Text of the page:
The Waiting Room

This could take a while...

Monday, November 05, 2012

Reaech Methods

Posted by Seeking Solace |

One of the papers that I have to write for my education policy studies class is a research proposal. The professor thinks that it is important for us to have as much practice writing research proposals as possible. So, I've spent the last couple of weekends putting a proposal together. This past weekend, I spent a significant amount of time writing.

The challenge that I find is writing the methodology. Since this is my first doctoral course and I have not taken a qualitative or quantitative methods course, I am not sure what the best methodology would be for my topic. I understand the difference, but since there is not a significant amount of research on my topic right now, I am not sure which path to take. On top of that, I am not sure how to properly phrase research questions. I can phrase questions for a direct examination or a cross-examination, but this part has me a little stumped.

My professor is not exactly great about responding to emails. Also, my work schedule doesn't really allow me the time to meet with her. Thankfully, I've been working with Awesome Boss, who is now Awesome Boss with a PhD. He just defended his dissertation in the same program I am pursuing.  He has been a great resource, but I don't want to bug him too much.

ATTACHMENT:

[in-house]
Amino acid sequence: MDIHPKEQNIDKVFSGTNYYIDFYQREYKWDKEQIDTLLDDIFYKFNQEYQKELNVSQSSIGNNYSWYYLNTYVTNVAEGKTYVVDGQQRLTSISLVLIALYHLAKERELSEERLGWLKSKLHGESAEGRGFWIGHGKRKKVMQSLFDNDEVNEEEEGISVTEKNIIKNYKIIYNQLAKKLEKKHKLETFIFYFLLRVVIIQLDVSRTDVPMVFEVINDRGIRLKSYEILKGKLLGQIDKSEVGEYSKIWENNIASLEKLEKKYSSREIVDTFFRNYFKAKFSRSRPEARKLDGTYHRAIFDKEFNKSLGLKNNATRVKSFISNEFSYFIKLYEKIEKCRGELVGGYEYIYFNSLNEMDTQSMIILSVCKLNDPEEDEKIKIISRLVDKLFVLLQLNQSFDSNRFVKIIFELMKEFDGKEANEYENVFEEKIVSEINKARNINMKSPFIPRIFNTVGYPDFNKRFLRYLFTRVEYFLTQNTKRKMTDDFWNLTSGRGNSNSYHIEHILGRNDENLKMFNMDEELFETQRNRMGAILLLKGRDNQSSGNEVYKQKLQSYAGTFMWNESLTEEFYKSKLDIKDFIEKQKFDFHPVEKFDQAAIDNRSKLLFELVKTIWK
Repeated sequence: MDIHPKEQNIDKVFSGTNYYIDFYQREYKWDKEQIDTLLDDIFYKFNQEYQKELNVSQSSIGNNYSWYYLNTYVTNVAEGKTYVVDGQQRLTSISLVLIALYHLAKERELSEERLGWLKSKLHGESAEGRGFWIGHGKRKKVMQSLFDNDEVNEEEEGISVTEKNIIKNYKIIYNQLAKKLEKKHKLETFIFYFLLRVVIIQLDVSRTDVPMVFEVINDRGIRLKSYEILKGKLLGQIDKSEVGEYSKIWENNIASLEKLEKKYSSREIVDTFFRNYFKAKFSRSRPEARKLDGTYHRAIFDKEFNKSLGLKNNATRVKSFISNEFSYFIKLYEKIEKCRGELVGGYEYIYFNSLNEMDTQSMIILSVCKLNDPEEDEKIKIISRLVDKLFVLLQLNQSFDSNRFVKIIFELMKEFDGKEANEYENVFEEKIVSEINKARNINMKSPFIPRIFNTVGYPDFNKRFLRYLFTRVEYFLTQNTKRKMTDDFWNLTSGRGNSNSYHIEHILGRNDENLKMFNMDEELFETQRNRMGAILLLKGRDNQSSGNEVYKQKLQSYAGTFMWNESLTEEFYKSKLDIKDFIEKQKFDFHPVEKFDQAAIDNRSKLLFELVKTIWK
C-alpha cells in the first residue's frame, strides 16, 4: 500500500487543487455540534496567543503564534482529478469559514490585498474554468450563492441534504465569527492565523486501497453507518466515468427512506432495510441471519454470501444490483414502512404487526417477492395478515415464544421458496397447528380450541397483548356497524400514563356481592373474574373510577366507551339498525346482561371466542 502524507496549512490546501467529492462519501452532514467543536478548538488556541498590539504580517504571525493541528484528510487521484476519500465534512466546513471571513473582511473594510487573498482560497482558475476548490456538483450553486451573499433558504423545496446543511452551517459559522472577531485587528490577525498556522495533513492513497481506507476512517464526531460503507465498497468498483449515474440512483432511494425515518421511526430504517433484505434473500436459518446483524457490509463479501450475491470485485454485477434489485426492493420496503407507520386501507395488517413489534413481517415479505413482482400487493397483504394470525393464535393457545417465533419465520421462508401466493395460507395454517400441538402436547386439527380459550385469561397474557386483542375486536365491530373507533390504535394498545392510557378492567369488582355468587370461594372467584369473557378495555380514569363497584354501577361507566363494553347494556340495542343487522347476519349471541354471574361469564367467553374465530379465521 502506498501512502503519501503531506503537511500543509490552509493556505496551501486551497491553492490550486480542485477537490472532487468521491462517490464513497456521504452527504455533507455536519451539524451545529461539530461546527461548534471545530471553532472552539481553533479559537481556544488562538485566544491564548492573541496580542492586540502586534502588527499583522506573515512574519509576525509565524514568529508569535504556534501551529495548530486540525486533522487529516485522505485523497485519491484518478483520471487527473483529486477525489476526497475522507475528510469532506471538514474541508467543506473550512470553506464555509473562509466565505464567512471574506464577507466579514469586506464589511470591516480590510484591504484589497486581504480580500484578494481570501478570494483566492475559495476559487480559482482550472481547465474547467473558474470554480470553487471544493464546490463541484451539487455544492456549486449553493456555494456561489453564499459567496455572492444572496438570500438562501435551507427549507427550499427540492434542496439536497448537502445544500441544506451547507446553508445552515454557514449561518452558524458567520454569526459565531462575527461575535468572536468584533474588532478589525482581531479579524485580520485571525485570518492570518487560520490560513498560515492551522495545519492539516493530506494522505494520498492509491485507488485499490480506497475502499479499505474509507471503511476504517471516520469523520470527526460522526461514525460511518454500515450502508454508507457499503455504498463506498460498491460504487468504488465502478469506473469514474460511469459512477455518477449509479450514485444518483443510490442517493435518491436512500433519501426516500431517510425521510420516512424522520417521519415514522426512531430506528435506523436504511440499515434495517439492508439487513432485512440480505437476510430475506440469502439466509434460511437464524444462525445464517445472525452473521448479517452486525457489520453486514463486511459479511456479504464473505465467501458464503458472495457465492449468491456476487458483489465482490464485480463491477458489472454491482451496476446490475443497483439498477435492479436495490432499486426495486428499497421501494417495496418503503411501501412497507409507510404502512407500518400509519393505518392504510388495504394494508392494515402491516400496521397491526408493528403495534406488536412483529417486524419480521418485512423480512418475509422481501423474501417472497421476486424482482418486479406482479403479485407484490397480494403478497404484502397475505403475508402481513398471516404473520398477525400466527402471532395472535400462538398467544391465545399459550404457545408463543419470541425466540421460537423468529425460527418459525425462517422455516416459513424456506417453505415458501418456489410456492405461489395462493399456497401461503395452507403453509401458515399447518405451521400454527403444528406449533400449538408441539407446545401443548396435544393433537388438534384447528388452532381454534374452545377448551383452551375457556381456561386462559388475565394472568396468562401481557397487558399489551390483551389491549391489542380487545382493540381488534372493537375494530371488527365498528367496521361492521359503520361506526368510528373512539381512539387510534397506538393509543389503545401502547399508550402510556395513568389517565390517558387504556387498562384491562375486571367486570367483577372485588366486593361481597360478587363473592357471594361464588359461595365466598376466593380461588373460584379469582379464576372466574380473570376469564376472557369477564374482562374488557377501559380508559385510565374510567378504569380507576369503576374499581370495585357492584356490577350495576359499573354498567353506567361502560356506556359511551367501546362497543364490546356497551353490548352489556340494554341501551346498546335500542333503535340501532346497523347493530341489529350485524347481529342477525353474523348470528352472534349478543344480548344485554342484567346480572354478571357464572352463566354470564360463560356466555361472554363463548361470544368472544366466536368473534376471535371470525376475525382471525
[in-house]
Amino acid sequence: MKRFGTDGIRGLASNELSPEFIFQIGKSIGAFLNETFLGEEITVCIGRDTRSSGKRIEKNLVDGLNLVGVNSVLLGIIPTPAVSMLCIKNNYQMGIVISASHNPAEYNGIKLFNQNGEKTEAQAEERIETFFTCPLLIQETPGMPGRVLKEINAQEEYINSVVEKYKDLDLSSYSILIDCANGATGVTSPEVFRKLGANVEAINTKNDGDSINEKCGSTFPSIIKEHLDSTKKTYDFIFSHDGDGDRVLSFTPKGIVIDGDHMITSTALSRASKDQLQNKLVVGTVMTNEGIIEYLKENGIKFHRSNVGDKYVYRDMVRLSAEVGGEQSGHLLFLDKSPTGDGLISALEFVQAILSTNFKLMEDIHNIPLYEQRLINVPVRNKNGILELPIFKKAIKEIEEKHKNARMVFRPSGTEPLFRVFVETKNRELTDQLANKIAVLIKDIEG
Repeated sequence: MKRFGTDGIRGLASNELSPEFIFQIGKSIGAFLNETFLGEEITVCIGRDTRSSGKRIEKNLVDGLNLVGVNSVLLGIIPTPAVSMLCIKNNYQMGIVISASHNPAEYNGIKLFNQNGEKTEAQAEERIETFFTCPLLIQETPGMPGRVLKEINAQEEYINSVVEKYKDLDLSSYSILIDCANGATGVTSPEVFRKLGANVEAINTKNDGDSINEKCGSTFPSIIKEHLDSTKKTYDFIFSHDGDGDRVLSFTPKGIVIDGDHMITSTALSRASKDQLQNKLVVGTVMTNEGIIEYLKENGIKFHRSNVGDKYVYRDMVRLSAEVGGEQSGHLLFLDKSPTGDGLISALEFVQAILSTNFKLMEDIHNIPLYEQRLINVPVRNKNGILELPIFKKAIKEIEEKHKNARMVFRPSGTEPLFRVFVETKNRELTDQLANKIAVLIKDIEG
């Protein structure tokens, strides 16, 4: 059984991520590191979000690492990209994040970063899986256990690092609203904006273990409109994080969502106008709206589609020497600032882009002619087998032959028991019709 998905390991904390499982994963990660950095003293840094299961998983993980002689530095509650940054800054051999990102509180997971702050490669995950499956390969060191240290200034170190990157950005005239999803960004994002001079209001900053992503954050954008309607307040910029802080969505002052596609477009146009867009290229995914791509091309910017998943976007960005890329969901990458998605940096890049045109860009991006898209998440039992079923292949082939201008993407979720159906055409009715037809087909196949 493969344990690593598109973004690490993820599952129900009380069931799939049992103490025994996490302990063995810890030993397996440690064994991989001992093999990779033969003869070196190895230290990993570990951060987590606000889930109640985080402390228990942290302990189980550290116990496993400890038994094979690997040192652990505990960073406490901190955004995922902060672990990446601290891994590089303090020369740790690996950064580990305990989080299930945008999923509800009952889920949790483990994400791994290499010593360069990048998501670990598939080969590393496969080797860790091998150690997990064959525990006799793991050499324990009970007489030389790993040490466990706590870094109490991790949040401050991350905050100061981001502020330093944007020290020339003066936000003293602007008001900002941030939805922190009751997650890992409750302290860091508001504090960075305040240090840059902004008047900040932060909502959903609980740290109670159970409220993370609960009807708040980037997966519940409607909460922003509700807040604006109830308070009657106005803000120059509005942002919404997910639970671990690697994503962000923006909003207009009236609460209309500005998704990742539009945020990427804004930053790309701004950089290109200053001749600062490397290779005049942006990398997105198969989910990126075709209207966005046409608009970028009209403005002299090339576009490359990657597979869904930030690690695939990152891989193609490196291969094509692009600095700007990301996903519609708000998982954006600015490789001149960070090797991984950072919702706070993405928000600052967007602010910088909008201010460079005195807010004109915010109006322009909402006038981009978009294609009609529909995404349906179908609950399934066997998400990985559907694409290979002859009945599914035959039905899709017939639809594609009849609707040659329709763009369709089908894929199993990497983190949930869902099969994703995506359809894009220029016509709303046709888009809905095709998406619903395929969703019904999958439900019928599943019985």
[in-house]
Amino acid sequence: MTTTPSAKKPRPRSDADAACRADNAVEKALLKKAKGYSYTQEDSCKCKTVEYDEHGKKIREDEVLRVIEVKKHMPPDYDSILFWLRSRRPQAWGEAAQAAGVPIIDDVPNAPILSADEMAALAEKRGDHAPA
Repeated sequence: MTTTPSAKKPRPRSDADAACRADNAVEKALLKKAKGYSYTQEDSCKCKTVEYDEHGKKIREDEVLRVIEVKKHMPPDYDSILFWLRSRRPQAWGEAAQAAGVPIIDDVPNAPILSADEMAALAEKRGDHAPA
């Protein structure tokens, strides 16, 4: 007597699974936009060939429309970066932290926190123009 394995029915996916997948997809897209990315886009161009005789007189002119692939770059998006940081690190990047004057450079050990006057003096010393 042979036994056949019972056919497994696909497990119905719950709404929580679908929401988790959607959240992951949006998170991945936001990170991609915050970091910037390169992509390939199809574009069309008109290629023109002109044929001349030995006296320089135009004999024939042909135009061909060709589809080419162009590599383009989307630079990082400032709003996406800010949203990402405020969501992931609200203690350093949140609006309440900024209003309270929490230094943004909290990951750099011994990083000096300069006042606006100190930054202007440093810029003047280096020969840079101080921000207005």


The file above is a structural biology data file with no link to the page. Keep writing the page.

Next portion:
So, my PhD peeps, what is the best way to figure out what methodology to use?


Anonymous said...

The rule of tumb in my field is to focus on qualitative for research that is "new". I believe you said that not much had been done in your topic area yet. When there are conversations that should be taking place, we take the qualitative approach, get the conversations started and then go quantitative.

What kind of questions do you find yourself asking about your topic? Even if you're not phrasing them as "research questions" strictly speaking, you have questions in mind...what is it you're hoping to uncover? Would it make more sense to do something exploratory with the questions you have or not?

tracynicholrose said...

I agree with Anonymous, not having a lot of research in an area often points to the need for qualitative methods. But so does your question. Are you trying to understand something or are you trying to explain something?

Developing good research questions is really hard. It stumps us all and takes longer than we care to admit. But start with the questions that interest you and go from there. For qualitative, make them broad at first and then try to focus them in a little.

Patty said...

My philosophy PhD has a completely different kind of research, but -- having been married to a political scientist in a past life, it seems that the qualitative method is better if the question is a new one..

Best of luck! You're a smart, kind and compassionate person -- you don't need a PhD to have value, but if that's what you want, you should go get it!